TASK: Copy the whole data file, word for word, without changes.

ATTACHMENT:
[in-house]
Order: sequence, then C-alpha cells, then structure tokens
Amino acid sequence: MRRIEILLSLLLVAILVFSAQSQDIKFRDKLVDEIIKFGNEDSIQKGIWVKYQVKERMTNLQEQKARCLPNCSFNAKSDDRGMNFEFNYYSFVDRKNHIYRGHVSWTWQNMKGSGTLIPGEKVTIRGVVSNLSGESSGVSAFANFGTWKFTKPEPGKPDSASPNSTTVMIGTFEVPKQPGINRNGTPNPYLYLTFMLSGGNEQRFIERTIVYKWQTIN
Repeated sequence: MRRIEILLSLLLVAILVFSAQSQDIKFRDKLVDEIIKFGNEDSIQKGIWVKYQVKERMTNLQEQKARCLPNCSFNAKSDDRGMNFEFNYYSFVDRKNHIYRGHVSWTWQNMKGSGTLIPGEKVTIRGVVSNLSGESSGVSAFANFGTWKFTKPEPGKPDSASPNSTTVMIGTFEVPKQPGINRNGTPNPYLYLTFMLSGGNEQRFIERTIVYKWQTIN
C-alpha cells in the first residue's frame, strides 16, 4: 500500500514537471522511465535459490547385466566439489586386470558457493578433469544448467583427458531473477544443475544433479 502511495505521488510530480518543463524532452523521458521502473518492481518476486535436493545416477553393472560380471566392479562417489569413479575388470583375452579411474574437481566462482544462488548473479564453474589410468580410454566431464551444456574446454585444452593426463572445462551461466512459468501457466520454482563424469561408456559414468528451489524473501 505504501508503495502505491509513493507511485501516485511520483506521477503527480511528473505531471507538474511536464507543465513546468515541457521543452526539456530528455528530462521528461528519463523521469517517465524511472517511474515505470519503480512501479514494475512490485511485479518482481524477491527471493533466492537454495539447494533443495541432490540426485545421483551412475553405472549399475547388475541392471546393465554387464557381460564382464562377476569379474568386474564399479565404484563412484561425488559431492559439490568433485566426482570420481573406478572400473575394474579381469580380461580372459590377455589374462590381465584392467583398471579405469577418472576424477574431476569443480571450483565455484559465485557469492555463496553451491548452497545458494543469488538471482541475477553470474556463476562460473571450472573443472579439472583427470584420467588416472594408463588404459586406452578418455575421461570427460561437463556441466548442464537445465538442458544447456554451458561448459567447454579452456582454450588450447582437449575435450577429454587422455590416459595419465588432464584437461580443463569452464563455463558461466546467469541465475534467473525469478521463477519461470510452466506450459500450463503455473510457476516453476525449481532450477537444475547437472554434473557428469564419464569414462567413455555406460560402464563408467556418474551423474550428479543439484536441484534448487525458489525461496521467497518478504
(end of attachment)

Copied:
[in-house]
Order: sequence, then C-alpha cells, then structure tokens
Amino acid sequence: MRRIEILLSLLLVAILVFSAQSQDIKFRDKLVDEIIKFGNEDSIQKGIWVKYQVKERMTNLQEQKARCLPNCSFNAKSDDRGMNFEFNYYSFVDRKNHIYRGHVSWTWQNMKGSGTLIPGEKVTIRGVVSNLSGESSGVSAFANFGTWKFTKPEPGKPDSASPNSTTVMIGTFEVPKQPGINRNGTPNPYLYLTFMLSGGNEQRFIERTIVYKWQTIN
Repeated sequence: MRRIEILLSLLLVAILVFSAQSQDIKFRDKLVDEIIKFGNEDSIQKGIWVKYQVKERMTNLQEQKARCLPNCSFNAKSDDRGMNFEFNYYSFVDRKNHIYRGHVSWTWQNMKGSGTLIPGEKVTIRGVVSNLSGESSGVSAFANFGTWKFTKPEPGKPDSASPNSTTVMIGTFEVPKQPGINRNGTPNPYLYLTFMLSGGNEQRFIERTIVYKWQTIN
C-alpha cells in the first residue's frame, strides 16, 4: 500500500514537471522511465535459490547385466566439489586386470558457493578433469544448467583427458531473477544443475544433479 502511495505521488510530480518543463524532452523521458521502473518492481518476486535436493545416477553393472560380471566392479562417489569413479575388470583375452579411474574437481566462482544462488548473479564453474589410468580410454566431464551444456574446454585444452593426463572445462551461466512459468501457466520454482563424469561408456559414468528451489524473501 505504501508503495502505491509513493507511485501516485511520483506521477503527480511528473505531471507538474511536464507543465513546468515541457521543452526539456530528455528530462521528461528519463523521469517517465524511472517511474515505470519503480512501479514494475512490485511485479518482481524477491527471493533466492537454495539447494533443495541432490540426485545421483551412475553405472549399475547388475541392471546393465554387464557381460564382464562377476569379474568386474564399479565404484563412484561425488559431492559439490568433485566426482570420481573406478572400473575394474579381469580380461580372459590377455589374462590381465584392467583398471579405469577418472576424477574431476569443480571450483565455484559465485557469492555463496553451491548452497545458494543469488538471482541475477553470474556463476562460473571450472573443472579439472583427470584420467588416472594408463588404459586406452578418455575421461570427460561437463556441466548442464537445465538442458544447456554451458561448459567447454579452456582454450588450447582437449575435450577429454587422455590416459595419465588432464584437461580443463569452464563455463558461466546467469541465475534467473525469478521463477519461470510452466506450459500450463503455473510457476516453476525449481532450477537444475547437472554434473557428469564419464569414462567413455555406460560402464563408467556418474551423474550428479543439484536441484534448487525458489525461496521467497518478504